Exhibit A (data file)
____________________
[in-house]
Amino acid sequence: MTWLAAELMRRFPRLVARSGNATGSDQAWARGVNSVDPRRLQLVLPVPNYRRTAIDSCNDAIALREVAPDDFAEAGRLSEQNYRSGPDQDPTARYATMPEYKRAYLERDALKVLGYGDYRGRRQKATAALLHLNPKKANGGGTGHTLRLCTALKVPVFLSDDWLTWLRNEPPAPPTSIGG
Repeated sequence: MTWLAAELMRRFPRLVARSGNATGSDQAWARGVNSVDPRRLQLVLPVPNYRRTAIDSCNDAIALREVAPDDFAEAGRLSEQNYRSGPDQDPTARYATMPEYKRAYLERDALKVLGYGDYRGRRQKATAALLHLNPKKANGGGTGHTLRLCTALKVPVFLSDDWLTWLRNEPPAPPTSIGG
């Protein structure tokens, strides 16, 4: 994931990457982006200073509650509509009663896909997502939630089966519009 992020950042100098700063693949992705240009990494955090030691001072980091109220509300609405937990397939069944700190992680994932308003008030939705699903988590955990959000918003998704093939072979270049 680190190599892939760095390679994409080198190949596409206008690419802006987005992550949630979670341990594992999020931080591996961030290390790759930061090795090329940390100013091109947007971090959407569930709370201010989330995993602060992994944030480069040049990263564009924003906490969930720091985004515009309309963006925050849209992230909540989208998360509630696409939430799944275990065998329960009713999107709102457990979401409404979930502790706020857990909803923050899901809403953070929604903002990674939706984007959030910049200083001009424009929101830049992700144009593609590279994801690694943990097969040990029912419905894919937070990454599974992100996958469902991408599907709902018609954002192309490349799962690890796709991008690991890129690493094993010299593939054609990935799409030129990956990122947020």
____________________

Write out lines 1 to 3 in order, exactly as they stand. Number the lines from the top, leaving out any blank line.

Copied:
[in-house]
Amino acid sequence: MTWLAAELMRRFPRLVARSGNATGSDQAWARGVNSVDPRRLQLVLPVPNYRRTAIDSCNDAIALREVAPDDFAEAGRLSEQNYRSGPDQDPTARYATMPEYKRAYLERDALKVLGYGDYRGRRQKATAALLHLNPKKANGGGTGHTLRLCTALKVPVFLSDDWLTWLRNEPPAPPTSIGG
Repeated sequence: MTWLAAELMRRFPRLVARSGNATGSDQAWARGVNSVDPRRLQLVLPVPNYRRTAIDSCNDAIALREVAPDDFAEAGRLSEQNYRSGPDQDPTARYATMPEYKRAYLERDALKVLGYGDYRGRRQKATAALLHLNPKKANGGGTGHTLRLCTALKVPVFLSDDWLTWLRNEPPAPPTSIGG